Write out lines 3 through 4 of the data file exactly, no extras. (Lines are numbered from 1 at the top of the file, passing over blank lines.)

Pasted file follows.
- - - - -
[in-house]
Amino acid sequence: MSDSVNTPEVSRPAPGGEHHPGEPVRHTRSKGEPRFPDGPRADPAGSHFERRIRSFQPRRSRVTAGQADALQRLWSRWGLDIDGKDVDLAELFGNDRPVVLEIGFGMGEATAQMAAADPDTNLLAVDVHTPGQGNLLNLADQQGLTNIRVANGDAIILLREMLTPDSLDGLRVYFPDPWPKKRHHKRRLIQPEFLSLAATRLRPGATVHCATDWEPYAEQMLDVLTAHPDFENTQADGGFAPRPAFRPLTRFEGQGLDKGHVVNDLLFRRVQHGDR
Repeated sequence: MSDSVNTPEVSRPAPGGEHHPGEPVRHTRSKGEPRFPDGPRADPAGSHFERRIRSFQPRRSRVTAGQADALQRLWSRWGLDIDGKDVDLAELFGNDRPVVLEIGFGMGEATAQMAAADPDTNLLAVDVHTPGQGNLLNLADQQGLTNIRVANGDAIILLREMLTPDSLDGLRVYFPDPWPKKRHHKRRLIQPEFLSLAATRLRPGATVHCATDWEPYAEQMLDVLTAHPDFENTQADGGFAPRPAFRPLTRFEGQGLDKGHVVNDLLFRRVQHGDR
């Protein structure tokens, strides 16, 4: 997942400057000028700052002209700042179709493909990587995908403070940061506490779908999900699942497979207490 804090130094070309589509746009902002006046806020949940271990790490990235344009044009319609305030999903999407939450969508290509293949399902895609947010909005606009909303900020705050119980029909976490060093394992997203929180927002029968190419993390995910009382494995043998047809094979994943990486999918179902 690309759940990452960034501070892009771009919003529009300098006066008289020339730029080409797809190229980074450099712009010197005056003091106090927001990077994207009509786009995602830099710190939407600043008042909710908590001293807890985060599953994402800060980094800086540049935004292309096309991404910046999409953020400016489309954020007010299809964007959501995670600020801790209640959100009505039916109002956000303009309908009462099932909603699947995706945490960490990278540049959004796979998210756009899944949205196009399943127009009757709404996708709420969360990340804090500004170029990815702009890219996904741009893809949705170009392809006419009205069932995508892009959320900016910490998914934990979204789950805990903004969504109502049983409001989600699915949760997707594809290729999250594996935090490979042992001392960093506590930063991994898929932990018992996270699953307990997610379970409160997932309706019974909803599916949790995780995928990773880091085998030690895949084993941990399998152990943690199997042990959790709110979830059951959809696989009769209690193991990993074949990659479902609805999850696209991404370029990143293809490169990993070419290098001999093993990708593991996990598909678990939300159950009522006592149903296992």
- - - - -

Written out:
Repeated sequence: MSDSVNTPEVSRPAPGGEHHPGEPVRHTRSKGEPRFPDGPRADPAGSHFERRIRSFQPRRSRVTAGQADALQRLWSRWGLDIDGKDVDLAELFGNDRPVVLEIGFGMGEATAQMAAADPDTNLLAVDVHTPGQGNLLNLADQQGLTNIRVANGDAIILLREMLTPDSLDGLRVYFPDPWPKKRHHKRRLIQPEFLSLAATRLRPGATVHCATDWEPYAEQMLDVLTAHPDFENTQADGGFAPRPAFRPLTRFEGQGLDKGHVVNDLLFRRVQHGDR
């Protein structure tokens, strides 16, 4: 997942400057000028700052002209700042179709493909990587995908403070940061506490779908999900699942497979207490 804090130094070309589509746009902002006046806020949940271990790490990235344009044009319609305030999903999407939450969508290509293949399902895609947010909005606009909303900020705050119980029909976490060093394992997203929180927002029968190419993390995910009382494995043998047809094979994943990486999918179902 690309759940990452960034501070892009771009919003529009300098006066008289020339730029080409797809190229980074450099712009010197005056003091106090927001990077994207009509786009995602830099710190939407600043008042909710908590001293807890985060599953994402800060980094800086540049935004292309096309991404910046999409953020400016489309954020007010299809964007959501995670600020801790209640959100009505039916109002956000303009309908009462099932909603699947995706945490960490990278540049959004796979998210756009899944949205196009399943127009009757709404996708709420969360990340804090500004170029990815702009890219996904741009893809949705170009392809006419009205069932995508892009959320900016910490998914934990979204789950805990903004969504109502049983409001989600699915949760997707594809290729999250594996935090490979042992001392960093506590930063991994898929932990018992996270699953307990997610379970409160997932309706019974909803599916949790995780995928990773880091085998030690895949084993941990399998152990943690199997042990959790709110979830059951959809696989009769209690193991990993074949990659479902609805999850696209991404370029990143293809490169990993070419290098001999093993990708593991996990598909678990939300159950009522006592149903296992």